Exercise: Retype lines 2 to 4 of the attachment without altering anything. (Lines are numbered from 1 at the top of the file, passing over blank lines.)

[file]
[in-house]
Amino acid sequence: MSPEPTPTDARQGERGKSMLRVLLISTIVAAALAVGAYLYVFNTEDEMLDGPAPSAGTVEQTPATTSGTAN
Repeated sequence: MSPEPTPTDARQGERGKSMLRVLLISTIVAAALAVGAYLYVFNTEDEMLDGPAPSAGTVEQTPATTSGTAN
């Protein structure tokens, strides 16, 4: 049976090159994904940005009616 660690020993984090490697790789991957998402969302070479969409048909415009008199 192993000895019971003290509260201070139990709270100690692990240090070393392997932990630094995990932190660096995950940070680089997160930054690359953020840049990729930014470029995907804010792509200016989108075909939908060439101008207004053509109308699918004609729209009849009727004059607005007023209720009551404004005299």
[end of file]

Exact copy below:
Amino acid sequence: MSPEPTPTDARQGERGKSMLRVLLISTIVAAALAVGAYLYVFNTEDEMLDGPAPSAGTVEQTPATTSGTAN
Repeated sequence: MSPEPTPTDARQGERGKSMLRVLLISTIVAAALAVGAYLYVFNTEDEMLDGPAPSAGTVEQTPATTSGTAN
């Protein structure tokens, strides 16, 4: 049976090159994904940005009616 660690020993984090490697790789991957998402969302070479969409048909415009008199 192993000895019971003290509260201070139990709270100690692990240090070393392997932990630094995990932190660096995950940070680089997160930054690359953020840049990729930014470029995907804010792509200016989108075909939908060439101008207004053509109308699918004609729209009849009727004059607005007023209720009551404004005299």